Twenty years later and the Liverpool FC family are still mourning their loss.
On April 15, 1989, a small city of Liverpool supporters, 24,000 to be specific, travelled to Sheffield, England, to watch their beloved Reds in a FA cup semi-final match against Nottingham Forest.
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Ninety-six would never return, in what would become England’s worst sporting tragedy,
the Sheffield stadium, known as Hillsborough, was a reflection of that age in English football.
Like many other stadiums, Hillsborough had erected high steel fencing to keep opposing supporters apart in response to the hooliganism that had ravaged the sport — the standing room-only sections were called pens.
They could have been called prisons on this day.
As wave after wave of Liverpool supporters poured into the stadium — some with tickets, some without — police were unable or unwilling to direct the human traffic. As a result, thousands of late arriving Liverpool supporters tore into the first two accessible pens — already throbbing with overcrowded support — and created a crush of bodies.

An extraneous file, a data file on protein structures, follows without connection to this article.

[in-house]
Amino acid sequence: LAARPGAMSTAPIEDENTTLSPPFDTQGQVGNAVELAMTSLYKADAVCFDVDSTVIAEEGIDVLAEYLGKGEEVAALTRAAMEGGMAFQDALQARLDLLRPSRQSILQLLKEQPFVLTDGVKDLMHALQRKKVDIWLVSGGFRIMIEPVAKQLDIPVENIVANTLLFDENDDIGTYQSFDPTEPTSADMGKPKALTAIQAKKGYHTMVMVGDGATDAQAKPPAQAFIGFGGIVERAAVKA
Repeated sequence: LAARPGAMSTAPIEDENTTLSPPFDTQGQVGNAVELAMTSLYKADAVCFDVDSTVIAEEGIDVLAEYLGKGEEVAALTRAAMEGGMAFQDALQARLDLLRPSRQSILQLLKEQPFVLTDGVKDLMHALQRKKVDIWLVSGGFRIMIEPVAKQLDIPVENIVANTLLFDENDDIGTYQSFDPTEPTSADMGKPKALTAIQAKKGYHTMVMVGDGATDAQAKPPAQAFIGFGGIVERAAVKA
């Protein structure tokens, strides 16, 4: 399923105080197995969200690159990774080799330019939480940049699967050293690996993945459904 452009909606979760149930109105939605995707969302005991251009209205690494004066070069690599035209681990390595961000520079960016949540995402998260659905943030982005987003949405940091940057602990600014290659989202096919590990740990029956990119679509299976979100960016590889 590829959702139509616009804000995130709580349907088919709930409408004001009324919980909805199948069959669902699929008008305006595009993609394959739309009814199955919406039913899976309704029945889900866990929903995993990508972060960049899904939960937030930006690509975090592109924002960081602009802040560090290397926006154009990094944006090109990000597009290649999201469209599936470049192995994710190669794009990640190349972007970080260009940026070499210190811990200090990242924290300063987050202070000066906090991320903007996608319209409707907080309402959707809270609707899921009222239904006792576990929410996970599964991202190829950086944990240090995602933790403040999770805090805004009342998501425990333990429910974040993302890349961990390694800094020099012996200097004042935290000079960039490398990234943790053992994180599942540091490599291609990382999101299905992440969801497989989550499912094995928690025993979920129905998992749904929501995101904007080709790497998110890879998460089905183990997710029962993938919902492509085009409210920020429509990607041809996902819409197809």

Men, women and children — body wedged against body, nowhere to move and no one to help — began dying of compressed asphyxia almost immediately.
It wasn’t until six minutes into the game that officials acted and called a stop to the game, opening the pens and relieving the pressure.
By then it was too late. Ninety-four had died, many where they stood. Two more would die days later while another 766 recovered from their injuries.
Afterwards the official inquest into Hillsborough ruled their deaths an accident. For the survivors of Hillsborough, who give graphic accounts of a police force that willingly stood by as they pleaded for help during the crush, the decision remains an insult.
The 50 some odd messages I received this week from fellow Liverpool FC supporters — each sharing their anger and sadness from the Hillsborough disaster — stands testament to a family, which 20 years later, is still looking for justice.